Invasive plant species spread trouble to trails
(Note: Catchy as it's worded, the author fails to mention that the U.S. Soil Conservation Service and Extension Service -- now a tentacle of the the USDA known as the Natural Resources Conservation Service http://www.nrcs.usda.gov -- offered multiflora rose to farmers as an alternative stock-proof fence. "Beginning in the 1930s, the U.S. Soil Conservation Service promoted it for use in erosion control and as "living fences" to confine livestock. State conservation departments soon discovered value in multiflora rose as wildlife cover for pheasant, bobwhite quail, and cottontail rabbit and as food for songbirds and encouraged its use by distributing rooted cuttings to landowners free of charge. More recently, multiflora rose has been planted in highway median strips to serve as crash barriers and to reduce automobile headlight glare. Its tenacious and unstoppable growth habit was eventually recognized as a problem on pastures and unplowed lands, where it disrupted cattle grazing. For these reasons, multiflora rose is classified as a noxious weed in several states, including Iowa, Ohio, West Virginia, and New Jersey." Source: http://www.nps.gov/plants/alien/fact/romu1.htm )
June 3, 2005
Sandy Moy, executive director of Tarrywile Park, examines autumn olive, an example of a non-native, invasive species of plant in Connecticut. - Autumn Pinette photo.
By Robert Miller firstname.lastname@example.org or 203-744-3130
333 Main Street
Danbury, Connecticut 06810
203-744-5100 or 203-731-3362
To submit a Letter to the Editor: email@example.com
Danbury, Connecticut - "Horse High. Bull Thick. Hog Tight" was the way they used to advertise multiflora rose. It was going to be the ideal hedge, the "living fence" for penning livestock in a field. They forgot to add "Spreads Like a Rumor" to the copy.
What horticulturists of the 1930s failed to realized was that multiflora rose wouldn't stay put. Its heavily thorned stalks were soon forming thick clumps in the middle of meadows across the Northeast.
Today, multiflora rose is high on the unwanted list of non-native, invasive species, along with phragmites, Oriental bittersweet, garlic mustard and autumn olive — plants that have escaped into the wild and are taking over.
"People are beginning to understand," said Helen Pritchard. "These plants come with hardy roots. When you get a plant like Japanese barberry into the understory of a forest, it chokes out native plants like lady slipper that aren't strong enough to compete."
Pritchard, a long-time member of the Danbury Garden Club and of the Connecticut Invasive Plant Working Group, will spend part of National Trails Day on Saturday telling hikers at Tarrywile Park about the noxious pests blooming along the paths and highways.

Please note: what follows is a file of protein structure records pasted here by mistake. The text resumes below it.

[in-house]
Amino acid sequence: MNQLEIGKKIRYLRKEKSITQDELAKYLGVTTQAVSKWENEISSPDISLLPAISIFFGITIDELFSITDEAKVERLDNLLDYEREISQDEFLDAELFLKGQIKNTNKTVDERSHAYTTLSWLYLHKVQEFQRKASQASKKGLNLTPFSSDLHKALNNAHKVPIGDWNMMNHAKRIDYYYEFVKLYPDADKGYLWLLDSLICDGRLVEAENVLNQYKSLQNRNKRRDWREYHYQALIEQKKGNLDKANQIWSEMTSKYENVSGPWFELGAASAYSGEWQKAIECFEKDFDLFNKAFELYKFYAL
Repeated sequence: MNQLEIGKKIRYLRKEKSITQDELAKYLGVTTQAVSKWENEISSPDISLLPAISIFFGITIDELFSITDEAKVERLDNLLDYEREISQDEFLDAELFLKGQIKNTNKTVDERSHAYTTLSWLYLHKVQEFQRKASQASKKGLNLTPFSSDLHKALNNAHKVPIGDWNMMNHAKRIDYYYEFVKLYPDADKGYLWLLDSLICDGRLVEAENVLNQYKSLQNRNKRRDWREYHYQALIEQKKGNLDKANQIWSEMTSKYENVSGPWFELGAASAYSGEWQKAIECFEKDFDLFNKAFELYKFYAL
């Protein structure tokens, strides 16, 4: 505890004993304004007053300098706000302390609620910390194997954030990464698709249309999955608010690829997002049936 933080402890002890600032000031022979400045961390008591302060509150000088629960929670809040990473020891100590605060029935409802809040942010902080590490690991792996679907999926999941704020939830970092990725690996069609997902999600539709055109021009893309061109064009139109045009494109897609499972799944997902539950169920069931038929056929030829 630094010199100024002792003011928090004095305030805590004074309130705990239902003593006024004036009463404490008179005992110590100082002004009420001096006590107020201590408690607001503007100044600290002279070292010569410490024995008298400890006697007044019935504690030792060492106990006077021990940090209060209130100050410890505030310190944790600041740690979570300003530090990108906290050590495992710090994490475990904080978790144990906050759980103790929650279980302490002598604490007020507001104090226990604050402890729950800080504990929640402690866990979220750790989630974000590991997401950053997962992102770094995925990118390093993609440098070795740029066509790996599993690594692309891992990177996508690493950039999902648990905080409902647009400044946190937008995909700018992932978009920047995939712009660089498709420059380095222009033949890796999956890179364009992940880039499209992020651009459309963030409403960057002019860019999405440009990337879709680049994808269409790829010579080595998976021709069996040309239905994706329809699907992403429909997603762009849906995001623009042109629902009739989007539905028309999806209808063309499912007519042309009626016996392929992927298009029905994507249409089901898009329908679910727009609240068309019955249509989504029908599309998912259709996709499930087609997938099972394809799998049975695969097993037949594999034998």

After her talks, those attending can go out into the park and see for themselves the damage invasive plants can do.
"We have plenty of species to look at," said Sandy Moy, the park's executive director.
Pritchard's talk will touch on some of the species on the state's invasive plant list. She'll also talk about the problems they cause -- especially a reduction of biodiversity -- as well as how to control the invaders and how to avoid their spread by buying native species.
"The nursery industry is now starting to market some alternatives," she said.
Moy said the park's staff decided to invite Pritchard to speak in part because of the new management plan for the park, drawn up by the Yale School of Forestry and Environmental Studies.
That plan looks at seven areas of importance in the park, including studying the diversity of the park's field species and the need to educate people about the park. Moy said having Pritchard teach people about invasive species addresses those two areas.
The Yale plan lists eight non-native invasive species at Tarrywile: Japanese honeysuckle, Japanese stilt grass, reed canary grass, cypress spurge, multiflora rose, autumn olive, burning bush and dame's rocket.
Like multiflora rose, many of these plants were once touted for their practicality. People planted groves of autumn olive to stabilize land against erosion. Landscapers still use burning bush because it can thrive in many soils and climates and because of its colorful fall foliage.
And there are always new plants coming into the state and getting loose. In 2002, the state discovered giant hogweed growing along the side of the road in Litchfield County. It's now been found in seven of the state's eight counties.
And there are pests like kudzu -- a vine that has blanketed the South -- that can't survive in the colder New England weather. But if the plants begins to adapt to colder weather, it could be a huge problem, Pritchard said.
All this underlines the seriousness of the invasive plant problems the state and the region face.
"The whole point is education," Pritchard said. "It's the best way to get people involved."
Helen Pritchard will talk about non-native, invasive species at Tarrywile Park in Danbury on Saturday at 10 a.m., and noon as part of the park's celebration of National Trails Day. For more information, call the park at 203-744-3130.
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Copyright 2005, The News-Times.
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